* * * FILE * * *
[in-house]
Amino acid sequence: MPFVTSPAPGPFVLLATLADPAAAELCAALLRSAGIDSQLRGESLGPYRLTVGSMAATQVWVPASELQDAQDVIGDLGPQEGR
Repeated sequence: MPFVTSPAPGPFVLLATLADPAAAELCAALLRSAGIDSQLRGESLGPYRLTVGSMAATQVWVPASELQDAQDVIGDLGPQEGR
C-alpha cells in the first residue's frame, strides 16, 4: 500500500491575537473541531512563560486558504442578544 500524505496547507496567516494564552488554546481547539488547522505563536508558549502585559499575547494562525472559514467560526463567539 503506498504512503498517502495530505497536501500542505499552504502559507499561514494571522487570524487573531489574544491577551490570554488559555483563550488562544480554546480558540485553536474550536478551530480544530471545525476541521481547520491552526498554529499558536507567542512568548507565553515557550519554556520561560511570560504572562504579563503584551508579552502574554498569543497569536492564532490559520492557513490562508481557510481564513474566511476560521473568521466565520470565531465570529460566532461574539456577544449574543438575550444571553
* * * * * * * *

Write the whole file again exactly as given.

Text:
[in-house]
Amino acid sequence: MPFVTSPAPGPFVLLATLADPAAAELCAALLRSAGIDSQLRGESLGPYRLTVGSMAATQVWVPASELQDAQDVIGDLGPQEGR
Repeated sequence: MPFVTSPAPGPFVLLATLADPAAAELCAALLRSAGIDSQLRGESLGPYRLTVGSMAATQVWVPASELQDAQDVIGDLGPQEGR
C-alpha cells in the first residue's frame, strides 16, 4: 500500500491575537473541531512563560486558504442578544 500524505496547507496567516494564552488554546481547539488547522505563536508558549502585559499575547494562525472559514467560526463567539 503506498504512503498517502495530505497536501500542505499552504502559507499561514494571522487570524487573531489574544491577551490570554488559555483563550488562544480554546480558540485553536474550536478551530480544530471545525476541521481547520491552526498554529499558536507567542512568548507565553515557550519554556520561560511570560504572562504579563503584551508579552502574554498569543497569536492564532490559520492557513490562508481557510481564513474566511476560521473568521466565520470565531465570529460566532461574539456577544449574543438575550444571553